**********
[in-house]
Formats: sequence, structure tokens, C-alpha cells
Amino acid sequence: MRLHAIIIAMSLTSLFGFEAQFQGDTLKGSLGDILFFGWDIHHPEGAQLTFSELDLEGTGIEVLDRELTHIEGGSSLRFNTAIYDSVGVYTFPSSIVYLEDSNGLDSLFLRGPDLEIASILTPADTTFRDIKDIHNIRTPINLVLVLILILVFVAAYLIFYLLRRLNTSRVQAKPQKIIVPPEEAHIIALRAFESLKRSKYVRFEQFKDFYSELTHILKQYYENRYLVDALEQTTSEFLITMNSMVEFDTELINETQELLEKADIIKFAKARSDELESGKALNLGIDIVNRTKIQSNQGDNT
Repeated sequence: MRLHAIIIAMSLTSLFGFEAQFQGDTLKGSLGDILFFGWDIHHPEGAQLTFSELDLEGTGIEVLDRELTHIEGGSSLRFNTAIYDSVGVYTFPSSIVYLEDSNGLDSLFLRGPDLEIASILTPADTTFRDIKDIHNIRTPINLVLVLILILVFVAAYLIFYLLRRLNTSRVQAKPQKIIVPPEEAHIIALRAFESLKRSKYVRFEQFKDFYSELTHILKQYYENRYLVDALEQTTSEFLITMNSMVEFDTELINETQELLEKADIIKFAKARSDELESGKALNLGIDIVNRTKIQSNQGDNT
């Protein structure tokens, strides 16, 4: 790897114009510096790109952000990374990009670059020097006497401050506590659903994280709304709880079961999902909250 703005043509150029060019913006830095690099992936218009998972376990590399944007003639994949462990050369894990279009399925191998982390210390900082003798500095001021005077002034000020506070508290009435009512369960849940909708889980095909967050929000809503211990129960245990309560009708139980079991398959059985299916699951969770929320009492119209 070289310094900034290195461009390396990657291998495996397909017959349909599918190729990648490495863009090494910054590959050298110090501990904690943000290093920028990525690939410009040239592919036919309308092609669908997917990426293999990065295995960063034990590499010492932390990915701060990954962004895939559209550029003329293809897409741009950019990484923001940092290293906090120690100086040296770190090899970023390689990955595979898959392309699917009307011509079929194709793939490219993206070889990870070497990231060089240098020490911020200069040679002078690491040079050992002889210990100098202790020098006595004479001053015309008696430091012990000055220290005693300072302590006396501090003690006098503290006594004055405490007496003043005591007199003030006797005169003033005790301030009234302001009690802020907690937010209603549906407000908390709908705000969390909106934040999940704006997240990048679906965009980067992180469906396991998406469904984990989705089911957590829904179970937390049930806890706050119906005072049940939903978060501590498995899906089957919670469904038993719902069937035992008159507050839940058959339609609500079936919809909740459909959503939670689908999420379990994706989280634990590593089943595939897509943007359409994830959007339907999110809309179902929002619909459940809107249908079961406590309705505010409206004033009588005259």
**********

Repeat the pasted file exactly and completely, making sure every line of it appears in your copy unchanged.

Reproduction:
[in-house]
Formats: sequence, structure tokens, C-alpha cells
Amino acid sequence: MRLHAIIIAMSLTSLFGFEAQFQGDTLKGSLGDILFFGWDIHHPEGAQLTFSELDLEGTGIEVLDRELTHIEGGSSLRFNTAIYDSVGVYTFPSSIVYLEDSNGLDSLFLRGPDLEIASILTPADTTFRDIKDIHNIRTPINLVLVLILILVFVAAYLIFYLLRRLNTSRVQAKPQKIIVPPEEAHIIALRAFESLKRSKYVRFEQFKDFYSELTHILKQYYENRYLVDALEQTTSEFLITMNSMVEFDTELINETQELLEKADIIKFAKARSDELESGKALNLGIDIVNRTKIQSNQGDNT
Repeated sequence: MRLHAIIIAMSLTSLFGFEAQFQGDTLKGSLGDILFFGWDIHHPEGAQLTFSELDLEGTGIEVLDRELTHIEGGSSLRFNTAIYDSVGVYTFPSSIVYLEDSNGLDSLFLRGPDLEIASILTPADTTFRDIKDIHNIRTPINLVLVLILILVFVAAYLIFYLLRRLNTSRVQAKPQKIIVPPEEAHIIALRAFESLKRSKYVRFEQFKDFYSELTHILKQYYENRYLVDALEQTTSEFLITMNSMVEFDTELINETQELLEKADIIKFAKARSDELESGKALNLGIDIVNRTKIQSNQGDNT
């Protein structure tokens, strides 16, 4: 790897114009510096790109952000990374990009670059020097006497401050506590659903994280709304709880079961999902909250 703005043509150029060019913006830095690099992936218009998972376990590399944007003639994949462990050369894990279009399925191998982390210390900082003798500095001021005077002034000020506070508290009435009512369960849940909708889980095909967050929000809503211990129960245990309560009708139980079991398959059985299916699951969770929320009492119209 070289310094900034290195461009390396990657291998495996397909017959349909599918190729990648490495863009090494910054590959050298110090501990904690943000290093920028990525690939410009040239592919036919309308092609669908997917990426293999990065295995960063034990590499010492932390990915701060990954962004895939559209550029003329293809897409741009950019990484923001940092290293906090120690100086040296770190090899970023390689990955595979898959392309699917009307011509079929194709793939490219993206070889990870070497990231060089240098020490911020200069040679002078690491040079050992002889210990100098202790020098006595004479001053015309008696430091012990000055220290005693300072302590006396501090003690006098503290006594004055405490007496003043005591007199003030006797005169003033005790301030009234302001009690802020907690937010209603549906407000908390709908705000969390909106934040999940704006997240990048679906965009980067992180469906396991998406469904984990989705089911957590829904179970937390049930806890706050119906005072049940939903978060501590498995899906089957919670469904038993719902069937035992008159507050839940058959339609609500079936919809909740459909959503939670689908999420379990994706989280634990590593089943595939897509943007359409994830959007339907999110809309179902929002619909459940809107249908079961406590309705505010409206004033009588005259």